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I have code that looks like this:

for( var i=0; i<10; i++ ) {
   var someClickableObject = new Object();
   someClickableObject.index = i; 

   eventListenerFunction(someClickableObject, 'click', function() {
      alert(someClickableObject.index);
   });
}

So I am creating a bunch of clickable objects, giving each a property equal to the loop index, setting a click event on the object which alerts its index property.

I want each object to alert the index i in which it was created. Instead all the objects alert 9. I think this is because the event listener forms a closure over the object which gets redefined on each iteration.

Any ideas on how to solve this?

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1 Answer 1

up vote 1 down vote accepted

The problem is actually the opposite of what you wrote: all the functions share the same closure. (edit — after re-reading what you wrote, I'm not sure it's "opposite" of anything; the point is that all those little functions you pass to the "eventListenerFunction" will be sharing the same variable, "someClickableObject", so at the end of the loop they'll all refer to the one created on the last iteration!)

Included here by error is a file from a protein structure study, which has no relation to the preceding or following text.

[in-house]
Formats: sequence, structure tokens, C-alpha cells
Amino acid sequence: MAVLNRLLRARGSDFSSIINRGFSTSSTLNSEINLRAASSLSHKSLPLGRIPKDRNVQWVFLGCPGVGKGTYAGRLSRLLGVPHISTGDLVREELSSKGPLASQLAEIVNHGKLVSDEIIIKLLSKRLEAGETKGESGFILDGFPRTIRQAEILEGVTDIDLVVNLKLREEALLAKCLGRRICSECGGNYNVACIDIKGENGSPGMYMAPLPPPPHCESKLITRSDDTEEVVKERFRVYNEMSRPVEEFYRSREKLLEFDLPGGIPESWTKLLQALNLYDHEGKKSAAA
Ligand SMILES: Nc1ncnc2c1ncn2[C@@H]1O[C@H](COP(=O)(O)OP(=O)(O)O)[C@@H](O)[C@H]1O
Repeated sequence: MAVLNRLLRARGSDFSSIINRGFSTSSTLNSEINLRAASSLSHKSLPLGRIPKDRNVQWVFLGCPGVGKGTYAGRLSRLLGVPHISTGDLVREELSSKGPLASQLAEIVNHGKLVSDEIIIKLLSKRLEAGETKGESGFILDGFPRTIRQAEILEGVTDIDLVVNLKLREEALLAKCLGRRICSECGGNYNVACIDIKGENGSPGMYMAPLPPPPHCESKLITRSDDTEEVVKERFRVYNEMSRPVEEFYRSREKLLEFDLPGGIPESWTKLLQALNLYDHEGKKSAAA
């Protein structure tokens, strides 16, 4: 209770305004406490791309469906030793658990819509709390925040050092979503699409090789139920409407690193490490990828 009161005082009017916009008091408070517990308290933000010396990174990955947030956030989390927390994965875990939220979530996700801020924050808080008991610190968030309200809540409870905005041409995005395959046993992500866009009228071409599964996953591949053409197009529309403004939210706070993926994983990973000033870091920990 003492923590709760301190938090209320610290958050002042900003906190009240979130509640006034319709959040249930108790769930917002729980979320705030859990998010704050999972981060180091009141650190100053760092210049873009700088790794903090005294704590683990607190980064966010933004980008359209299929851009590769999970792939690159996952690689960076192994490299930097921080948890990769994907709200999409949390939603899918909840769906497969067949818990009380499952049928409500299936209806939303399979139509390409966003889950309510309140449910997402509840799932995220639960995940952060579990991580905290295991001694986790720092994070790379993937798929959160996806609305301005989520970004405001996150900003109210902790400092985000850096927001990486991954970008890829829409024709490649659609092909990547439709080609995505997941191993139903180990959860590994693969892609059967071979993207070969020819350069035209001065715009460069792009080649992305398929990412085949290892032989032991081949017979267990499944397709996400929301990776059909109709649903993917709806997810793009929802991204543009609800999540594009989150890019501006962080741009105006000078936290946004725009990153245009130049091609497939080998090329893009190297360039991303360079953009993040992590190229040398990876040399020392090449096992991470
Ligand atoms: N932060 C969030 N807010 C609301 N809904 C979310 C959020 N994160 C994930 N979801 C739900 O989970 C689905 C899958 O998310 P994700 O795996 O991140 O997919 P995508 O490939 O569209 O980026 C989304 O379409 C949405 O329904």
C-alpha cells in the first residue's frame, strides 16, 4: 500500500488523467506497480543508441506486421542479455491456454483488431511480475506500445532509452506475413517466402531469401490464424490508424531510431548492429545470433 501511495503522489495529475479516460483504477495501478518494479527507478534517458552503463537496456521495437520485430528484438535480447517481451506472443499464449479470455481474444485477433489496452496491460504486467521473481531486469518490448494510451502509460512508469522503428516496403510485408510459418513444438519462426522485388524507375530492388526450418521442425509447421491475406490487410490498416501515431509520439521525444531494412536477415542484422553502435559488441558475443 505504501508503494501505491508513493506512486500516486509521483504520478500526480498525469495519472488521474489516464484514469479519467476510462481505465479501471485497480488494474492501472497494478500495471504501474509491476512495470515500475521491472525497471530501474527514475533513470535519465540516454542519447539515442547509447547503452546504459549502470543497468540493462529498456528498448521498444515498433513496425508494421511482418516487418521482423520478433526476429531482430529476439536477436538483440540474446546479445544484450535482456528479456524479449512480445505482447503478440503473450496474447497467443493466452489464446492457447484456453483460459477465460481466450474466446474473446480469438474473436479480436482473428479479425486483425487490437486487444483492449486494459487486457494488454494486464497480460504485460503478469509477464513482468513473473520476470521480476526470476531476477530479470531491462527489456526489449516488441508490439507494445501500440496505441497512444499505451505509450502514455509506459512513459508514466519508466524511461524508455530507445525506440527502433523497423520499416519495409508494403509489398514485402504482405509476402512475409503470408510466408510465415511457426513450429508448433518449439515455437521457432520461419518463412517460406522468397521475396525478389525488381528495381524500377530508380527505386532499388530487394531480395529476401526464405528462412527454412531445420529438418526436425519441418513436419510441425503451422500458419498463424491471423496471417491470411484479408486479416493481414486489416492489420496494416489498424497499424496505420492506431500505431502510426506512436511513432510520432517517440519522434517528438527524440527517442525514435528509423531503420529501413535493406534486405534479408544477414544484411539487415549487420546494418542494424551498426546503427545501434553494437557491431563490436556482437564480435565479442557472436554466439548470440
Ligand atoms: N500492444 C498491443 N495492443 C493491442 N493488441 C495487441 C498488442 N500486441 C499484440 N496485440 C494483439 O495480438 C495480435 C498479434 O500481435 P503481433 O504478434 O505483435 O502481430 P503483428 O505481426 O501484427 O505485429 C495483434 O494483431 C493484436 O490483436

To fix it, you need to introduce another scope somehow:

eventListenerFunction(someClickableObject, 'click', (function(obj) {
  return function() {
    alert(obj.index);
  };
})(someClickableObject));

That introduces an anonymous function. That little function is called with the reference to your local variable, which has the effect of creating another scope. That function returns the function actually passed to that "eventListener" thing. It's got its own copy of "someClickableObject" now.

However, it's just a shallow copy. In your case, that's OK because you're creating a new object on every iteration. In practice, I've almost never had to worry about such a case; usually a shallow copy is all I need to worry about (because often it's just a counter, or a string-valued key, or something like that involved).

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your good. thank you. –  opl Jan 19 '11 at 16:11

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